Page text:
Propranolol attenuates hemorrhage and accelerates wound healing in severely burned adults

Arham Ali, David Herndon, Ashish Mamachen, Samir Hasan, Clark R. Andersen, Ro Jon Grogans, Jordan L. Brewer, Jong Lee, Jamie Heffernan, Oscar Suman, Celeste Finnerty

Research output: Contribution to journalArticle

37 Citations (Scopus)

Abstract

Introduction: Propranolol, a nonselective β-blocker, exerts an indirect effect on the vasculature by leaving α-adrenergic receptors unopposed, resulting in peripheral vasoconstriction. We have previously shown that propranolol diminishes peripheral blood following burn injury by increasing vascular resistance. The purpose of this study was to investigate whether wound healing and perioperative hemodynamics are affected by propranolol administration in severely burned adults. Methods: Sixty-nine adult patients with burns covering ≥30% of the total body surface area (TBSA) were enrolled in this IRB-approved study. Patients received standard burn care with (n = 35) or without (control, n = 34) propranolol. Propranolol was administered within 48 hours of burns and given throughout hospital discharge to decrease heart rate by approximately 20% from admission levels. Wound healing was determined by comparing the time between grafting procedures. Blood loss was determined by comparing pre- and postoperative hematocrit while factoring in operative graft area. Data were collected between first admission and first discharge. Results: Demographics, burn size, and mortality were comparable in the control and propranolol groups. Patients in the propranolol group received an average propranolol dose of 3.3 ± 3.0 mg/kg/day. Daily average heart rate over the first 30 days was significantly lower in the propranolol group (P <0.05). The average number of days between skin grafting procedures was also lower in propranolol patients (10 ± 5 days) than in control patients (17 ± 12 days; P = 0.02), indicative of a faster donor site healing time in the propranolol group. Packed red blood cell infusion was similar between groups (control 5.3 ± 5.4 units vs. propranolol 4.4 ± 3.1 units, P = 0.89). Propranolol was associated with a 5 to 7% improvement in perioperative hematocrit during grafting procedures of 4,000 to 16,000 cm<sup>2</sup> compared to control (P = 0.002). Conclusions: Administration of propranolol during the acute hospitalization period diminishes blood loss during skin grafting procedures and markedly improves wound healing in severely burned adults. As burn patients require serial surgical interventions for motor and cosmetic repair, restricting blood loss during operative intervention is optimal.

Original languageEnglish (US)
Article number217
JournalCritical Care
Volume19
Issue number1
DOIs
StatePublished - May 4 2015

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Propranolol
Wound Healing
Hemorrhage
Burns
Heart Rate
Skin Transplantation
Research Ethics Committees
Body Surface Area
Vasoconstriction
Hematocrit
Cosmetics
Vascular Resistance
Adrenergic Receptors
Hospitalization
Hemodynamics
Demography
Transplants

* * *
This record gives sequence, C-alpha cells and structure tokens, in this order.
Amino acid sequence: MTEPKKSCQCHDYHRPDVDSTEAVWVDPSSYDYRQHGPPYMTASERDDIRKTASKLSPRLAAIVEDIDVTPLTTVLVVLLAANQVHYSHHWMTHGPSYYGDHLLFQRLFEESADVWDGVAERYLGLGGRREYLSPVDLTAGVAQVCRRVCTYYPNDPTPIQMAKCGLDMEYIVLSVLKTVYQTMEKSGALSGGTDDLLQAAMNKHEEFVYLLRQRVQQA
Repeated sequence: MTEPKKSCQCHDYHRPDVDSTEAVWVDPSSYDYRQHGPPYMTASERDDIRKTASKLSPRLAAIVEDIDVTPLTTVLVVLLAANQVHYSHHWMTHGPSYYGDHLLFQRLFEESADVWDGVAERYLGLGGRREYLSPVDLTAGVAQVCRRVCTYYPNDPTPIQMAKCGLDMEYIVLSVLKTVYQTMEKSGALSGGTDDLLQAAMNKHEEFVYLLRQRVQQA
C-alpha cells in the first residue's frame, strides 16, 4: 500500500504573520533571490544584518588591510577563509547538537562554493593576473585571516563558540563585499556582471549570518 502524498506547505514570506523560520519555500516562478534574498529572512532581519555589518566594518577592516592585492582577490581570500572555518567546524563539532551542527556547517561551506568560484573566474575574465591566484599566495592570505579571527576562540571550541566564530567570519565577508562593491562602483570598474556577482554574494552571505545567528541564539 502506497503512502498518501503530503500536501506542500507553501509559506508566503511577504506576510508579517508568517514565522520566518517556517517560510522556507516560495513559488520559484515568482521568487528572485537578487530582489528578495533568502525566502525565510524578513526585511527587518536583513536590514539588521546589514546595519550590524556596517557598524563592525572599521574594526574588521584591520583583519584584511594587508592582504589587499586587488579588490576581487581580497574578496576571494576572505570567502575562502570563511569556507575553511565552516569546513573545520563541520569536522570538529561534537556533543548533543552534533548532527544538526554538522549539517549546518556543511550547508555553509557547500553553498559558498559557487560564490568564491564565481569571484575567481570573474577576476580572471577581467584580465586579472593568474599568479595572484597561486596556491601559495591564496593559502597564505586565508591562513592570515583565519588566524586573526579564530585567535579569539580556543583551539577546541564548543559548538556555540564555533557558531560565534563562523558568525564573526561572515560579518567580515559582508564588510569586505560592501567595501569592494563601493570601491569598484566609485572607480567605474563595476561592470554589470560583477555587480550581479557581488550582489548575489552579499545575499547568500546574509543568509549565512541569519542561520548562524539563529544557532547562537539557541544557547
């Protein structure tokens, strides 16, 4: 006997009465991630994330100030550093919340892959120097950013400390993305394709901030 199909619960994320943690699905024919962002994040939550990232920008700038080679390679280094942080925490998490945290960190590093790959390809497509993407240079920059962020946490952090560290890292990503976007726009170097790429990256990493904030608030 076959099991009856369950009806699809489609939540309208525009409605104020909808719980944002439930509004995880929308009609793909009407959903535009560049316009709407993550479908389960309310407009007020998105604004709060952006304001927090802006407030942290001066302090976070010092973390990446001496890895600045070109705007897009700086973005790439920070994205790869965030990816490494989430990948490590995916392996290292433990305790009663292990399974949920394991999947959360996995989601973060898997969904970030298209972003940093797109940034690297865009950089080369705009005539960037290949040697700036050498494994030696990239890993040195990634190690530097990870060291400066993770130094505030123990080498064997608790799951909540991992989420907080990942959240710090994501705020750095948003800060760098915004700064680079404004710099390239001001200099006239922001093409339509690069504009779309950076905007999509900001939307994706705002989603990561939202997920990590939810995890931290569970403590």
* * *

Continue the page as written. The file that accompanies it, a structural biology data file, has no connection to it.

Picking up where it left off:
Control Groups
Mortality
Wounds and Injuries

ASJC Scopus subject areas

  • Critical Care and Intensive Care Medicine

Cite this

Propranolol attenuates hemorrhage and accelerates wound healing in severely burned adults. / Ali, Arham; Herndon, David; Mamachen, Ashish; Hasan, Samir; Andersen, Clark R.; Grogans, Ro Jon; Brewer, Jordan L.; Lee, Jong; Heffernan, Jamie; Suman, Oscar; Finnerty, Celeste.

In: Critical Care, Vol. 19, No. 1, 217, 04.05.2015.

Research output: Contribution to journalArticle

Ali, A, Herndon, D, Mamachen, A, Hasan, S, Andersen, CR, Grogans, RJ, Brewer, JL, Lee, J, Heffernan, J, Suman, O & Finnerty, C 2015, 'Propranolol attenuates hemorrhage and accelerates wound healing in severely burned adults', Critical Care, vol. 19, no. 1, 217. https://doi.org/10.1186/s13054-015-0913-x
Ali A, Herndon D, Mamachen A, Hasan S, Andersen CR, Grogans RJ et al. Propranolol attenuates hemorrhage and accelerates wound healing in severely burned adults. Critical Care. 2015 May 4;19(1). 217. https://doi.org/10.1186/s13054-015-0913-x
Ali, Arham ; Herndon, David ; Mamachen, Ashish ; Hasan, Samir ; Andersen, Clark R. ; Grogans, Ro Jon ; Brewer, Jordan L. ; Lee, Jong ; Heffernan, Jamie ; Suman, Oscar ; Finnerty, Celeste. / Propranolol attenuates hemorrhage and accelerates wound healing in severely burned adults. In: Critical Care. 2015 ; Vol. 19, No. 1.
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abstract = "Introduction: Propranolol, a nonselective β-blocker, exerts an indirect effect on the vasculature by leaving α-adrenergic receptors unopposed, resulting in peripheral vasoconstriction. We have previously shown that propranolol diminishes peripheral blood following burn injury by increasing vascular resistance. The purpose of this study was to investigate whether wound healing and perioperative hemodynamics are affected by propranolol administration in severely burned adults. Methods: Sixty-nine adult patients with burns covering ≥30{\%} of the total body surface area (TBSA) were enrolled in this IRB-approved study. Patients received standard burn care with (n = 35) or without (control, n = 34) propranolol. Propranolol was administered within 48 hours of burns and given throughout hospital discharge to decrease heart rate by approximately 20{\%} from admission levels. Wound healing was determined by comparing the time between grafting procedures. Blood loss was determined by comparing pre- and postoperative hematocrit while factoring in operative graft area. Data were collected between first admission and first discharge. Results: Demographics, burn size, and mortality were comparable in the control and propranolol groups. Patients in the propranolol group received an average propranolol dose of 3.3 ± 3.0 mg/kg/day. Daily average heart rate over the first 30 days was significantly lower in the propranolol group (P <0.05). The average number of days between skin grafting procedures was also lower in propranolol patients (10 ± 5 days) than in control patients (17 ± 12 days; P = 0.02), indicative of a faster donor site healing time in the propranolol group. Packed red blood cell infusion was similar between groups (control 5.3 ± 5.4 units vs. propranolol 4.4 ± 3.1 units, P = 0.89). Propranolol was associated with a 5 to 7{\%} improvement in perioperative hematocrit during grafting procedures of 4,000 to 16,000 cm2 compared to control (P = 0.002). Conclusions: Administration of propranolol during the acute hospitalization period diminishes blood loss during skin grafting procedures and markedly improves wound healing in severely burned adults. As burn patients require serial surgical interventions for motor and cosmetic repair, restricting blood loss during operative intervention is optimal.",